In the early stages of fetal development, stem cells migrate to the thymus in a series of sequential “waves,” where they divide and differentiate. The first wave of stem cells gives origin to T cells with gamma-delta 3 receptors. These T cells are found in the skin where they recognize and attack damaged or infected skin cells. The second wave of stem cells gives origin to T cells with gamma-delta 4 receptors that populate the oral epithelium and the uterus. The following waves give birth to T cells with gamma-delta 2 and gamma-delta 5 receptors, which populate the spleen and gastrointestinal epithelium. T cells, known as helper T cells and killer T cells, carrying alpha-beta receptors are also produced in the thymus. Thus, each T lymphocyte contains a receptor specifically constituted by two chains of different polypeptide sequences (gamma-delta or alpha-beta), which binds to a particular foreign antigen.
           The thymus plays a search-and-destroy action against self-antigens through a process called clonal deletion. The thymus tests the young T cells by producing samples of most cell types of body tissues, whose proteins are chopped by an antigen-presenting cell and exposed to the young T cells in a protein molecule known as the major histocompatibility (MHC). Once a strong reaction occurs to a self antigen, the young T cell is induced to apoptosis (program cell deaths or suicide). Therefore, only T cells that show extreme tolerance to self antigens are allowed to survive and migrate to other tissues.
           If this process fails, and weak T cells are induced into the rest of the body, autoimmune diseases such as lupus erythematosus, myasthenia gravis and rheumatic fever can occur.
           We’ll go into antibody-mediated responses in future issues.“
To add to this excellent review, these cells make up 30% of all leukocytes in the blood, and 99% of all cells found in interstitial fluid (fluid spaces between cell tissues, also called tissue fluid). In addition to their T-Cells, two other cells, which make up lymphocytes are B lymphocytes (B-Cells) and null cells (they are called this because they do not have cell membranes characteristic of the former two cells).
B-cells play a vital role in the immune system. When encountered with antigens (foreign bodies) they turn into plasma cells and release anti-bodies. Anti-bodies help destroy antigens such as bacteria.
Null cells compose a small portion of lymphocytes, but are extremely potent in waging war against virus infection. Another name for these cells is “natural killer cells (NK).” In order to repopulate, viruses must infiltrate cells. To stop this, NK cells kill viruses. They are the extremely nimble in response (much faster than the former two cells), making them a vital part of the body’s first line of immune defense. They also help eliminate mutant cells, which may later develop into diseases such as cancer [101, 102].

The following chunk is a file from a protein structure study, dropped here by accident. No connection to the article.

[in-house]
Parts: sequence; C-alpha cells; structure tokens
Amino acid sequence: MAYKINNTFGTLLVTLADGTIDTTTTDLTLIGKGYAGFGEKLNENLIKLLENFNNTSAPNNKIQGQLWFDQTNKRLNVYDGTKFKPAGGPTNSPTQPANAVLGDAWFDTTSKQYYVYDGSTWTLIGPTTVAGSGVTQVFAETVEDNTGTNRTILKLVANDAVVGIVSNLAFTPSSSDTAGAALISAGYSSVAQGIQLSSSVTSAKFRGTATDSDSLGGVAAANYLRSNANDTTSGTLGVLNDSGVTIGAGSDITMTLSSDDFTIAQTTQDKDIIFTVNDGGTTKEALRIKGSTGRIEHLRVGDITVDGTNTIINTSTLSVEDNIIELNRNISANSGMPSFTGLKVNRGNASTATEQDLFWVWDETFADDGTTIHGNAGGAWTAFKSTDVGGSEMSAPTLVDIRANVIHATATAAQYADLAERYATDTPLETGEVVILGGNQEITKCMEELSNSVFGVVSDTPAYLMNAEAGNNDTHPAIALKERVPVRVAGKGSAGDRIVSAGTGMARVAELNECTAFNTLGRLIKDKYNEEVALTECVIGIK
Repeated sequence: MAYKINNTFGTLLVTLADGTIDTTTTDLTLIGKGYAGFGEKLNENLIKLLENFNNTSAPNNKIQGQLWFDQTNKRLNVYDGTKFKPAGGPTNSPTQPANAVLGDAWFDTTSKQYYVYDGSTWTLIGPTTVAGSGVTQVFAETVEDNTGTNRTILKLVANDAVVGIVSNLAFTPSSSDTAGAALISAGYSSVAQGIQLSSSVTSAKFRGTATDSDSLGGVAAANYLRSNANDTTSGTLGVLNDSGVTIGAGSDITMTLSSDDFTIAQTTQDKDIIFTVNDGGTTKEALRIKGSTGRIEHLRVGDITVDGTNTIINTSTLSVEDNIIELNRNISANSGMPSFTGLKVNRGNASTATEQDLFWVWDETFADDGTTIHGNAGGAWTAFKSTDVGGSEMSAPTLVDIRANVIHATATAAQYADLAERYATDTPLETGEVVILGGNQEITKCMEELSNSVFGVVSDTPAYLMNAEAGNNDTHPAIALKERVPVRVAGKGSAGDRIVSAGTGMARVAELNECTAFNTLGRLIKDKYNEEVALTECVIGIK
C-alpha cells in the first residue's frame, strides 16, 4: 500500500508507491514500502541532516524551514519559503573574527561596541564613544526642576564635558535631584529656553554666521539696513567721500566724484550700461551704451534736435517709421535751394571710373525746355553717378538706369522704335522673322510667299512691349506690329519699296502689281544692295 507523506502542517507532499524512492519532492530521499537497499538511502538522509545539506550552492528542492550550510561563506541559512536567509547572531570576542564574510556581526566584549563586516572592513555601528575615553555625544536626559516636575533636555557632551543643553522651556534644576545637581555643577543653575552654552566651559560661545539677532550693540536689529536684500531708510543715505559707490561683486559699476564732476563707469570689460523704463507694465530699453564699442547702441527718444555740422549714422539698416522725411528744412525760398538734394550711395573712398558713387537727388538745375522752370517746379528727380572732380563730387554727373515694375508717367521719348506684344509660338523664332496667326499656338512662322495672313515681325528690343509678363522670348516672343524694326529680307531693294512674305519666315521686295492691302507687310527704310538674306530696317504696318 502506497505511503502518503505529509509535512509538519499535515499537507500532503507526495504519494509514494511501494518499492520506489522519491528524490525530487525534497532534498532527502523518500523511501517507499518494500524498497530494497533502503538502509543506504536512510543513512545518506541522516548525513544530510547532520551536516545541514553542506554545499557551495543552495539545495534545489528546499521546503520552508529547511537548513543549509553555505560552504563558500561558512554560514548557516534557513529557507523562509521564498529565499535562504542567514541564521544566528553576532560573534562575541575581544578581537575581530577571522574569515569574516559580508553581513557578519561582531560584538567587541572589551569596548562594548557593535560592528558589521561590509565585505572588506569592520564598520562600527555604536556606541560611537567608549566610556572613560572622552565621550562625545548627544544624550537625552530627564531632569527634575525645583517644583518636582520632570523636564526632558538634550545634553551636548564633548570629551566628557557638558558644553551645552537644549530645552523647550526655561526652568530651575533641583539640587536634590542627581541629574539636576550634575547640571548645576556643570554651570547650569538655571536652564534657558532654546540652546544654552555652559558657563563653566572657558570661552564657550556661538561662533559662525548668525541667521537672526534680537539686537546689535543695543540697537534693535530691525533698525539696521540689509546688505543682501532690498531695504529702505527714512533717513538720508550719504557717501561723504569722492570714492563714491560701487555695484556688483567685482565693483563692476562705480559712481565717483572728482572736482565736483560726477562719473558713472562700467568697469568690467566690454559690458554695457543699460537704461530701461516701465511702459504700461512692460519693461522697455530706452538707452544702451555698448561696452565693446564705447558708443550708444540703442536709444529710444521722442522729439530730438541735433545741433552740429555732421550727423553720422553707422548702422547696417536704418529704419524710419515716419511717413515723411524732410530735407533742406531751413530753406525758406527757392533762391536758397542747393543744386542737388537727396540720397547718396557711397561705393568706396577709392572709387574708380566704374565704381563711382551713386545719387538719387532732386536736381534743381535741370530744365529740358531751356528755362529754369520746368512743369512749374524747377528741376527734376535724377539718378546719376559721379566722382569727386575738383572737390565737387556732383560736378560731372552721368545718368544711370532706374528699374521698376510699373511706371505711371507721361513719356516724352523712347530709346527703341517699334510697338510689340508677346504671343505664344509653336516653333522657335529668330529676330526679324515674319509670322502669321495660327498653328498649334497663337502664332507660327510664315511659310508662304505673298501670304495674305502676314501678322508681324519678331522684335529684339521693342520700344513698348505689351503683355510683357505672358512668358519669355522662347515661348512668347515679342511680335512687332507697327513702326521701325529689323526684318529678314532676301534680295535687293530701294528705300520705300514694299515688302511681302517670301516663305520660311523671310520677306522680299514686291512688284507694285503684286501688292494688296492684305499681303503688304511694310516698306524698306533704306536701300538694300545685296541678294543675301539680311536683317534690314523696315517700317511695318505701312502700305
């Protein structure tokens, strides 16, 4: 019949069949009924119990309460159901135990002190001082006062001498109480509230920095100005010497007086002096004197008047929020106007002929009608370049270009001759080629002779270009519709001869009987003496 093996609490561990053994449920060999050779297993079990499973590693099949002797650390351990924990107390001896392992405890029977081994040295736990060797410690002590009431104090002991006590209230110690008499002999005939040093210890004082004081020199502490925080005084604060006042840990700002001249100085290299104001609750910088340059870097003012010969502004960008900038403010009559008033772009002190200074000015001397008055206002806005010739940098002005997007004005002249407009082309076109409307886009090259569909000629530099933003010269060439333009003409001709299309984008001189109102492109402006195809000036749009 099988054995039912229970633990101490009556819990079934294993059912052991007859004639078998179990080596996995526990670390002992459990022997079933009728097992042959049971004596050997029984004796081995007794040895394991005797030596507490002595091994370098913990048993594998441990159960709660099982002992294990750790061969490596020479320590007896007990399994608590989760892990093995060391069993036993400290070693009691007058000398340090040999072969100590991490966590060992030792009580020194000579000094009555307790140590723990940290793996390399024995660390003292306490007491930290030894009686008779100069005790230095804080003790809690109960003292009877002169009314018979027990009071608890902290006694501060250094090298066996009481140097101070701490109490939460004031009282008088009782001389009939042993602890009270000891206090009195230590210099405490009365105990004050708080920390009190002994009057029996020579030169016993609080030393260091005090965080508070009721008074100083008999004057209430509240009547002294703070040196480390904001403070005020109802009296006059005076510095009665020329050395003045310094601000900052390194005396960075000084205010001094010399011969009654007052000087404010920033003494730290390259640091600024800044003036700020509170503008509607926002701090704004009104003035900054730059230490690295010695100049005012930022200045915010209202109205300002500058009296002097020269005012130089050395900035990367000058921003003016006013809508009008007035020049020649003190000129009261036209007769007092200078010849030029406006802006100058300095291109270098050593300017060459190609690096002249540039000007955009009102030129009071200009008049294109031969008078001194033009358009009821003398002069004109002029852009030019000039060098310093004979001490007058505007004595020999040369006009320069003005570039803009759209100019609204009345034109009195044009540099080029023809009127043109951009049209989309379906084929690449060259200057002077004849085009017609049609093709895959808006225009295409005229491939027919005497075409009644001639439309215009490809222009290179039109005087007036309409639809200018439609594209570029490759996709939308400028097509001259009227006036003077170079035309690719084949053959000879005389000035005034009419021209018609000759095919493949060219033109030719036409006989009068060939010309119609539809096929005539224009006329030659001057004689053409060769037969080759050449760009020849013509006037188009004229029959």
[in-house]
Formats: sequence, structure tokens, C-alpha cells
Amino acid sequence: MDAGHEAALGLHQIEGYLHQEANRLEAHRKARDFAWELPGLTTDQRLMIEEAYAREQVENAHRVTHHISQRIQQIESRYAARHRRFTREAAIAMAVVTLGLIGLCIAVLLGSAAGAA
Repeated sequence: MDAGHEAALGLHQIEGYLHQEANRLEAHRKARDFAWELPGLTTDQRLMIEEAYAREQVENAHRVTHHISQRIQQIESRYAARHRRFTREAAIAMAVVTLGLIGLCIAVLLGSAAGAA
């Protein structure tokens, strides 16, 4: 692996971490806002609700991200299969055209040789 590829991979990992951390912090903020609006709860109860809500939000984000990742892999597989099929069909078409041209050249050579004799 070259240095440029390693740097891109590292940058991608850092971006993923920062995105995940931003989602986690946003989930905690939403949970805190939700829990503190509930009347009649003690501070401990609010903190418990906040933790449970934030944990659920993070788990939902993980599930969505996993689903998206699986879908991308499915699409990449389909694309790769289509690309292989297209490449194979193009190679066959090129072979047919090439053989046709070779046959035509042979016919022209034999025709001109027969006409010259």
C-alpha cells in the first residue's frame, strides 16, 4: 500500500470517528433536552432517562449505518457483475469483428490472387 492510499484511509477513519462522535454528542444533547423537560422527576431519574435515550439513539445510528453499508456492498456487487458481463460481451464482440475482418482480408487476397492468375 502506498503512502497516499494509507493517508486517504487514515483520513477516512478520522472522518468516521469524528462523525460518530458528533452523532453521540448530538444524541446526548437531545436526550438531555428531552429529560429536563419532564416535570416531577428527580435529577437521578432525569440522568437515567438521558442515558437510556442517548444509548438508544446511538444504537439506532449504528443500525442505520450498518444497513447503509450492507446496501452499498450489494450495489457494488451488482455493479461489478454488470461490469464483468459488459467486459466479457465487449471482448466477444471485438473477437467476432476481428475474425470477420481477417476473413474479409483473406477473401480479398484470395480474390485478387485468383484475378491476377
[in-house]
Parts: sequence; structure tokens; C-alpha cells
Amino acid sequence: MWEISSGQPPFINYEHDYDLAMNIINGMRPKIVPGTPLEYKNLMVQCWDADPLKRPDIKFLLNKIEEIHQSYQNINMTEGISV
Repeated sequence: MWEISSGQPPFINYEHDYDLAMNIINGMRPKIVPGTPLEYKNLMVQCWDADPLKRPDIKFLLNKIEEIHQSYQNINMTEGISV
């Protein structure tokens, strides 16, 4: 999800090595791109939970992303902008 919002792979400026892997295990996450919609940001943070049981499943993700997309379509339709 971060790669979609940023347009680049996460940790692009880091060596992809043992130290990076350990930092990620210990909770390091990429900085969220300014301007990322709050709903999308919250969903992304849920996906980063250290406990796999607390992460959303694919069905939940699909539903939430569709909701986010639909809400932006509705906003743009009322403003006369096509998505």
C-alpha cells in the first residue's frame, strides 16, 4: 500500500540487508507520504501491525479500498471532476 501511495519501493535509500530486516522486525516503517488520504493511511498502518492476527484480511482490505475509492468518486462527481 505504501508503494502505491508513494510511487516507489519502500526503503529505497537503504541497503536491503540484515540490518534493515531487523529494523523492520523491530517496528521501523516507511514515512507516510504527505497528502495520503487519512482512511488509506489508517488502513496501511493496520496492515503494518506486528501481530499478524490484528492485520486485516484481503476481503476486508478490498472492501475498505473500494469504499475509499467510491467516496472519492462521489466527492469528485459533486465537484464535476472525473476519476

These white blood cells make up 60-80% of its kind, and act as one of the most effective weapons for the immune system—phagocytosis. A phagocyte refers to an eating cell. As a phagocyte, neutrophils literally inhale microorganisms, along with foreign cells and particles present in the blood stream. During sickness, neutrophils rapidly increase, providing great assistance for the immune system. A high neutrophil count is an easy way of telling there is infection in the body [101, 102].
Monocytes and Macrophages
Monocytes compose 5% of total leukocyte cells. They act as phagocytes. When born, they circulate in the blood for a couple of hours, then travel into tissues, which transform them into monster cells up to ten times in size. These cells are extremely powerful phagocytes. They are named macrophages. Some macrophages wander through the body, while others stay in certain spots. They are potent in the gastrointestinal tract, lungs, lymph nodes, liver, spleen, and connective tissue [101, 102].
With this newfound knowledge, you will be able to more efficiently comprehend the benefits glutamine has on the immune system, which is our next topic. 
Leukocyte Fuel
Maintaining a healthy immune system is imperative for the athlete. Not doing so will promote overtraining (discussed further on), sickness, disease, slow recovery from illness, and such like inflictions [101].
In order to perform their many anabolic tasks, however, immune cells require a source of energy. The metabolism of leukocytes is a relatively new study. It was first discovered by Eric Newsholme et al. in the mid 80’s that glutamine played an intricate role as a fuel source for white blood cells [91, 92, 6, 26, 93]. Going back even further to 1949, Ehrensvard et al. discovered that glutamine promotes cell survival and reproduction [37]. Eight years later, Eagle et al. gave even stronger support for this [38].